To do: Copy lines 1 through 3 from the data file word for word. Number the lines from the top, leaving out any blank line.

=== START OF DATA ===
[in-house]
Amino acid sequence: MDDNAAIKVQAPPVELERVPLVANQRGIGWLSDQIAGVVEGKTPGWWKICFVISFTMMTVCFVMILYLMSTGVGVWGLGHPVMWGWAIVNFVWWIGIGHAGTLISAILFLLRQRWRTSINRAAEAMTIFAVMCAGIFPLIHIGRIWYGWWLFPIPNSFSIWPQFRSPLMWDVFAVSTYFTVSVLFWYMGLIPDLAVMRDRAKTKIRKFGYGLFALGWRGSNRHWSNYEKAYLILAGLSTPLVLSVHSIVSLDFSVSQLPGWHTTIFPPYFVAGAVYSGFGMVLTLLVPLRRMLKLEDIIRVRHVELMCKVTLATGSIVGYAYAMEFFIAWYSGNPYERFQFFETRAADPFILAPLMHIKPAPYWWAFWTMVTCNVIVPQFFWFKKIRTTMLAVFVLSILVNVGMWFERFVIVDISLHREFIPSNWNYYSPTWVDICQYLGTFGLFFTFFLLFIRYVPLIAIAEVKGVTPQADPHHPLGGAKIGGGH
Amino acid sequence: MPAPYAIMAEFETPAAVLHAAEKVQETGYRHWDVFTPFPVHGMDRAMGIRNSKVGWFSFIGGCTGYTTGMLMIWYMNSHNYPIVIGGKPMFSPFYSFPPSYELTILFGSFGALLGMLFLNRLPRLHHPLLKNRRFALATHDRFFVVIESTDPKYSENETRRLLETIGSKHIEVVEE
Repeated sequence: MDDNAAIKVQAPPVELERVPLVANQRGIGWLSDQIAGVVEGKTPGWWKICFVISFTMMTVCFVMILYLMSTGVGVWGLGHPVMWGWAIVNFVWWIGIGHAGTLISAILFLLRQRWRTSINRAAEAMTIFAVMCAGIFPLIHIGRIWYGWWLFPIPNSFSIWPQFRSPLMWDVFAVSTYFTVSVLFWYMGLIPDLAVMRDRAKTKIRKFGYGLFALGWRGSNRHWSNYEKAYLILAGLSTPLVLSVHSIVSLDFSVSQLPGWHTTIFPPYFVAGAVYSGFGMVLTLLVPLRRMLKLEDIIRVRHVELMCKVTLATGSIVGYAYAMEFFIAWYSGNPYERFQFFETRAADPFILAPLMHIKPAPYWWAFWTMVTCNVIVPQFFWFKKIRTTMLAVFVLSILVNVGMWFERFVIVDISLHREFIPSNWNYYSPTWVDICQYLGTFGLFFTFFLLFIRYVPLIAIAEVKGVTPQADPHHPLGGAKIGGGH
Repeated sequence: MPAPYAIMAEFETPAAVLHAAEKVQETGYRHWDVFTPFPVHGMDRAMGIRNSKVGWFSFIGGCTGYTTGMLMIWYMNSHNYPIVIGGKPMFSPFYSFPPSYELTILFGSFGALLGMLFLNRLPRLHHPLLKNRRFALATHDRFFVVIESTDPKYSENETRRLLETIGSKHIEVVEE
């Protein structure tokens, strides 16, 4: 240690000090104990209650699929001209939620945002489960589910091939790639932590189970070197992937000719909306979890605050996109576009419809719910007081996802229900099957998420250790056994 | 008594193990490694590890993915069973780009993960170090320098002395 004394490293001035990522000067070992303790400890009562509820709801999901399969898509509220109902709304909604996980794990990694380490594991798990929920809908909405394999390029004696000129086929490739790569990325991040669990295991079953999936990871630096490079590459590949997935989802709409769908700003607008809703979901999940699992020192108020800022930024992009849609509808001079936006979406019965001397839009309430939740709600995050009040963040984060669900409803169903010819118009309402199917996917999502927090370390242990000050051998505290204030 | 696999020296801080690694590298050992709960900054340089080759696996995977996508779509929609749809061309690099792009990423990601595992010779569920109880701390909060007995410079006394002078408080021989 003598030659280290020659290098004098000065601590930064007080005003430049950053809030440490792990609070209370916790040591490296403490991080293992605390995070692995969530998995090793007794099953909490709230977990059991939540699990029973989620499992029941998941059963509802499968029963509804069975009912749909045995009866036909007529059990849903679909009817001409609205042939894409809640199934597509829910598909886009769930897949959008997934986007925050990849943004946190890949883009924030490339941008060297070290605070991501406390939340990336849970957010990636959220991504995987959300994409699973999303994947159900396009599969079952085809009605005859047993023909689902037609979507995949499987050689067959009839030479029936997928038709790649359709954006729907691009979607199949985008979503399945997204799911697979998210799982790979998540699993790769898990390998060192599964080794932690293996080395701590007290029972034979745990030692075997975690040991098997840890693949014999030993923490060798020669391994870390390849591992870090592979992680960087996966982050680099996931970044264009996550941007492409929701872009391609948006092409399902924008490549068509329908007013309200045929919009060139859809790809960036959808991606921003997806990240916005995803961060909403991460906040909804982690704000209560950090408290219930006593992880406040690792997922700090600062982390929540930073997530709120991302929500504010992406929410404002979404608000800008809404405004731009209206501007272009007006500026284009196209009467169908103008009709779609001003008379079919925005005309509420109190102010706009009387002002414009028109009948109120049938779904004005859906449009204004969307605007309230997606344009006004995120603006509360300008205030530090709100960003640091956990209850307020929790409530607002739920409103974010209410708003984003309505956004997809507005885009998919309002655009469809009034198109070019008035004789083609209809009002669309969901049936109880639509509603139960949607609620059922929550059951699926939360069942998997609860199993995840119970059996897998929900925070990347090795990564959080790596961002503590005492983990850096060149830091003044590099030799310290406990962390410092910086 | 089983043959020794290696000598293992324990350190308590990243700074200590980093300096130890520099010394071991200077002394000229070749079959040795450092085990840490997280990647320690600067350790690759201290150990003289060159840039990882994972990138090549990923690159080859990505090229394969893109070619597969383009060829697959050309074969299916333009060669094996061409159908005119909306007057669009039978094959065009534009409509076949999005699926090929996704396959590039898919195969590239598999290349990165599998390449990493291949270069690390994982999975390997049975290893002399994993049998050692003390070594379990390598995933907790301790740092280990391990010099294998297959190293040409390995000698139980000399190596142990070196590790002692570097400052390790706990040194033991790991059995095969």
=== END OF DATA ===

[in-house]
Amino acid sequence: MDDNAAIKVQAPPVELERVPLVANQRGIGWLSDQIAGVVEGKTPGWWKICFVISFTMMTVCFVMILYLMSTGVGVWGLGHPVMWGWAIVNFVWWIGIGHAGTLISAILFLLRQRWRTSINRAAEAMTIFAVMCAGIFPLIHIGRIWYGWWLFPIPNSFSIWPQFRSPLMWDVFAVSTYFTVSVLFWYMGLIPDLAVMRDRAKTKIRKFGYGLFALGWRGSNRHWSNYEKAYLILAGLSTPLVLSVHSIVSLDFSVSQLPGWHTTIFPPYFVAGAVYSGFGMVLTLLVPLRRMLKLEDIIRVRHVELMCKVTLATGSIVGYAYAMEFFIAWYSGNPYERFQFFETRAADPFILAPLMHIKPAPYWWAFWTMVTCNVIVPQFFWFKKIRTTMLAVFVLSILVNVGMWFERFVIVDISLHREFIPSNWNYYSPTWVDICQYLGTFGLFFTFFLLFIRYVPLIAIAEVKGVTPQADPHHPLGGAKIGGGH
Amino acid sequence: MPAPYAIMAEFETPAAVLHAAEKVQETGYRHWDVFTPFPVHGMDRAMGIRNSKVGWFSFIGGCTGYTTGMLMIWYMNSHNYPIVIGGKPMFSPFYSFPPSYELTILFGSFGALLGMLFLNRLPRLHHPLLKNRRFALATHDRFFVVIESTDPKYSENETRRLLETIGSKHIEVVEE